“Sometimes, people do not have access to another safe water point, and they are forced to rely on open sources that are often contaminated. In other situations, when a water point is irreparable, they are forced to walk longer distances (sometimes miles) to get safe water. This means less time for work, school, or recreation, and it also means a heavier burden on people. This is why, once a TWP water point is decommissioned, the community can request a new water point if they do not have a backup safe water source.”

As you may know, TWP is working toward achieving 100% water coverage in all of our work areas. This means that we’re striving to ensure that every person has access to more than one water source. Consequently, even if one water source is in need of repair, people will still have several safe water sources available, and they won’t have to return to potentially unsafe options.

So, you might think that decommissioning a water source would affect this goal, taking away a potentially useful water source. But, as Spencer explained, this isn’t the case.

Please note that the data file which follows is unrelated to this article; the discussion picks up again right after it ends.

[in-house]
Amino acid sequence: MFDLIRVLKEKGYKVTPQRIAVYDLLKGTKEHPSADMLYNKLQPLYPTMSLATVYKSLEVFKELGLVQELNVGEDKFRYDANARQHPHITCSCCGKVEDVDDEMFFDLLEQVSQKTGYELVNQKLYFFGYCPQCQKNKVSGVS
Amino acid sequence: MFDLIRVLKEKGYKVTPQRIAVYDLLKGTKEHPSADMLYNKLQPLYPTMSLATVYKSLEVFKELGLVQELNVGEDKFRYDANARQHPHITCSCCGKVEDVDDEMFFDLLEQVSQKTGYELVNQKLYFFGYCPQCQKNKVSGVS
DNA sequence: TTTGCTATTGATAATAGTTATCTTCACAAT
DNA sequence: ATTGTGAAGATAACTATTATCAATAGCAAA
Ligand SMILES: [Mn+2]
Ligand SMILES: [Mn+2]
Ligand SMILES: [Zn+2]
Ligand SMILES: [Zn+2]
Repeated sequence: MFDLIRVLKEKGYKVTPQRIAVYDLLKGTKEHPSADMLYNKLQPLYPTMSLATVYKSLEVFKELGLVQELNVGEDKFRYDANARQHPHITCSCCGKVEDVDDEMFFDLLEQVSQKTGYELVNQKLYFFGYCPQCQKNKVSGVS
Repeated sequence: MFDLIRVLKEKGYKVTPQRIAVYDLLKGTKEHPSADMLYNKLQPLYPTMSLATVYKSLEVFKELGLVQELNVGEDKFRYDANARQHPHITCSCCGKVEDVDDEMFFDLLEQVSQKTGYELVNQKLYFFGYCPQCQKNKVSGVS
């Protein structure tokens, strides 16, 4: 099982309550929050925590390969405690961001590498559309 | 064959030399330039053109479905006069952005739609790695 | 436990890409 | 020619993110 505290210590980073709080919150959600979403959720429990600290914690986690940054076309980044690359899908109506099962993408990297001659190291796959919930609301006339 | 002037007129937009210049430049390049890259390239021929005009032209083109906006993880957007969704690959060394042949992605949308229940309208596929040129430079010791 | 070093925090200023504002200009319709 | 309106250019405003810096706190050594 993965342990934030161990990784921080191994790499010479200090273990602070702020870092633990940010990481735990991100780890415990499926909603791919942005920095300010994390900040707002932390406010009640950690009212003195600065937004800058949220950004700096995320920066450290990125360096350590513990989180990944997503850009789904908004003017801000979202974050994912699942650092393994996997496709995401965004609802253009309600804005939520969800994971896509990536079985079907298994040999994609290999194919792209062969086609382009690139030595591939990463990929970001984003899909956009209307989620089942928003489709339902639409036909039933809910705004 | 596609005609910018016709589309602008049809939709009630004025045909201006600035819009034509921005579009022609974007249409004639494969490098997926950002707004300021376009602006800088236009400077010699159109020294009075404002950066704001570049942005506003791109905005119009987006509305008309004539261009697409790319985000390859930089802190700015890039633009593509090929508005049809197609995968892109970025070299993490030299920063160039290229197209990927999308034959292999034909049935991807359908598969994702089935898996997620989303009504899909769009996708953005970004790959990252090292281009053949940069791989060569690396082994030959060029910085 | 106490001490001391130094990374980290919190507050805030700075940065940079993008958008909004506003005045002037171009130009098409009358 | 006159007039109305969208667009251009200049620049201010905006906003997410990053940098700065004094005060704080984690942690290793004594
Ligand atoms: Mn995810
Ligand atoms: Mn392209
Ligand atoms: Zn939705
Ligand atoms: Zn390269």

“In the long run, decommissioning a project does not impact our goal to provide complete coverage to people in our focus areas,” Spencer said. “Every TWP project comes with a promise that we are committed to long-term safe water access for that community. When we decommission a project, if the community does not already have a reliable, safe water alternative in place, they can request a replacement project for the water point that was decommissioned.”

As we continue to learn lessons and build water access, decommissioned water points are inevitable. But if we learn valuable lessons with each one, we will grow stronger and better able to provide water to the people we serve.

If you would like to help us ensure that all of our water sources remain safe and reliable, consider donating to The Water Promise, our monthly giving program. Our Water Promise ensures that when water points go down, we can respond and fix issues rapidly, lessening the amount of time when community members might need to resort to their old, unprotected water sources. 

Further reading:

Home More Like This


Jamie Heminway

Jamie is a storyteller by nature. In joining the Water Project, she’s finally found a workplace where that pesky bleeding heart of hers can be put to use (and, less importantly, that BA in English Language & Literature from New England College).